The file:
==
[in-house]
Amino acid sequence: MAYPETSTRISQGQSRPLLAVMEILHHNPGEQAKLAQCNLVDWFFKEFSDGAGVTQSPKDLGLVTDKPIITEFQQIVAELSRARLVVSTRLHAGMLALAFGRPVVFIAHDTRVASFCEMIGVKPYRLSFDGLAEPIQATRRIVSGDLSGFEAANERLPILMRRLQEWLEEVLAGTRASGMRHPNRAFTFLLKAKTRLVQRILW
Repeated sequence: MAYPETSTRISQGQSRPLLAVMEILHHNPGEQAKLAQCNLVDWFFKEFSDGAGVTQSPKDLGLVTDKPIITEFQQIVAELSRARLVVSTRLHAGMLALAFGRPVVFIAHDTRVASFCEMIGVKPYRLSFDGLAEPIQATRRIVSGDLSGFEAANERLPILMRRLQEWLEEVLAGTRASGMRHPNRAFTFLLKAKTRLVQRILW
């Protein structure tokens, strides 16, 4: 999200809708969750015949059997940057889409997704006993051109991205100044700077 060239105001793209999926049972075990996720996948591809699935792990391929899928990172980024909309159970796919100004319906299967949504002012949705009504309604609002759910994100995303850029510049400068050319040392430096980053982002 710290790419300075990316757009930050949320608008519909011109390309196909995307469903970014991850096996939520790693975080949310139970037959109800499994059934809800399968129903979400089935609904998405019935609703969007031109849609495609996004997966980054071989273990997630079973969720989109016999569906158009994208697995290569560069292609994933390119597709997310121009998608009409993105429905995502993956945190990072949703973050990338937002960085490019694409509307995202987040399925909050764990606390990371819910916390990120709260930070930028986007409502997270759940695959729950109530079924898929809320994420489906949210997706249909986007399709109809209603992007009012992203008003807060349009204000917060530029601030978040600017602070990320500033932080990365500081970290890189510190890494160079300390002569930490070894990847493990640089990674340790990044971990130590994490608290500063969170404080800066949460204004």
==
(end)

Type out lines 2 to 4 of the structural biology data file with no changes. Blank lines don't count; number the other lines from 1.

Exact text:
Amino acid sequence: MAYPETSTRISQGQSRPLLAVMEILHHNPGEQAKLAQCNLVDWFFKEFSDGAGVTQSPKDLGLVTDKPIITEFQQIVAELSRARLVVSTRLHAGMLALAFGRPVVFIAHDTRVASFCEMIGVKPYRLSFDGLAEPIQATRRIVSGDLSGFEAANERLPILMRRLQEWLEEVLAGTRASGMRHPNRAFTFLLKAKTRLVQRILW
Repeated sequence: MAYPETSTRISQGQSRPLLAVMEILHHNPGEQAKLAQCNLVDWFFKEFSDGAGVTQSPKDLGLVTDKPIITEFQQIVAELSRARLVVSTRLHAGMLALAFGRPVVFIAHDTRVASFCEMIGVKPYRLSFDGLAEPIQATRRIVSGDLSGFEAANERLPILMRRLQEWLEEVLAGTRASGMRHPNRAFTFLLKAKTRLVQRILW
């Protein structure tokens, strides 16, 4: 999200809708969750015949059997940057889409997704006993051109991205100044700077 060239105001793209999926049972075990996720996948591809699935792990391929899928990172980024909309159970796919100004319906299967949504002012949705009504309604609002759910994100995303850029510049400068050319040392430096980053982002 710290790419300075990316757009930050949320608008519909011109390309196909995307469903970014991850096996939520790693975080949310139970037959109800499994059934809800399968129903979400089935609904998405019935609703969007031109849609495609996004997966980054071989273990997630079973969720989109016999569906158009994208697995290569560069292609994933390119597709997310121009998608009409993105429905995502993956945190990072949703973050990338937002960085490019694409509307995202987040399925909050764990606390990371819910916390990120709260930070930028986007409502997270759940695959729950109530079924898929809320994420489906949210997706249909986007399709109809209603992007009012992203008003807060349009204000917060530029601030978040600017602070990320500033932080990365500081970290890189510190890494160079300390002569930490070894990847493990640089990674340790990044971990130590994490608290500063969170404080800066949460204004």